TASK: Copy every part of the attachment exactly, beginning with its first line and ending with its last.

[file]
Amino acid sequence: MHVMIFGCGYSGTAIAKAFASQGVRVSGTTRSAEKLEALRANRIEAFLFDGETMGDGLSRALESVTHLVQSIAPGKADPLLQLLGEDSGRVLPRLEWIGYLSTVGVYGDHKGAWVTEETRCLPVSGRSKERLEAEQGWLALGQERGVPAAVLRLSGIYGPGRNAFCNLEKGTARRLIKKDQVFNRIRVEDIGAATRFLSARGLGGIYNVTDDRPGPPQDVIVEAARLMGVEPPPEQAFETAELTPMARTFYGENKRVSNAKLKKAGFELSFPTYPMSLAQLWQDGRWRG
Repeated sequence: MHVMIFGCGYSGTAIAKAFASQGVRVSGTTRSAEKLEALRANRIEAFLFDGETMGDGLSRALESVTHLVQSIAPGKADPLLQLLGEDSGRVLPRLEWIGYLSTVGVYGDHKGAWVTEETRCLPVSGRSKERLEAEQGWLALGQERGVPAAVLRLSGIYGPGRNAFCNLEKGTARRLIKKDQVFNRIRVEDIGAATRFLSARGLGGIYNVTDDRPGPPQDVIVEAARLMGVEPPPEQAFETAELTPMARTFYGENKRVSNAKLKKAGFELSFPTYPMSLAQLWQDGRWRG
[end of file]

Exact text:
Amino acid sequence: MHVMIFGCGYSGTAIAKAFASQGVRVSGTTRSAEKLEALRANRIEAFLFDGETMGDGLSRALESVTHLVQSIAPGKADPLLQLLGEDSGRVLPRLEWIGYLSTVGVYGDHKGAWVTEETRCLPVSGRSKERLEAEQGWLALGQERGVPAAVLRLSGIYGPGRNAFCNLEKGTARRLIKKDQVFNRIRVEDIGAATRFLSARGLGGIYNVTDDRPGPPQDVIVEAARLMGVEPPPEQAFETAELTPMARTFYGENKRVSNAKLKKAGFELSFPTYPMSLAQLWQDGRWRG
Repeated sequence: MHVMIFGCGYSGTAIAKAFASQGVRVSGTTRSAEKLEALRANRIEAFLFDGETMGDGLSRALESVTHLVQSIAPGKADPLLQLLGEDSGRVLPRLEWIGYLSTVGVYGDHKGAWVTEETRCLPVSGRSKERLEAEQGWLALGQERGVPAAVLRLSGIYGPGRNAFCNLEKGTARRLIKKDQVFNRIRVEDIGAATRFLSARGLGGIYNVTDDRPGPPQDVIVEAARLMGVEPPPEQAFETAELTPMARTFYGENKRVSNAKLKKAGFELSFPTYPMSLAQLWQDGRWRG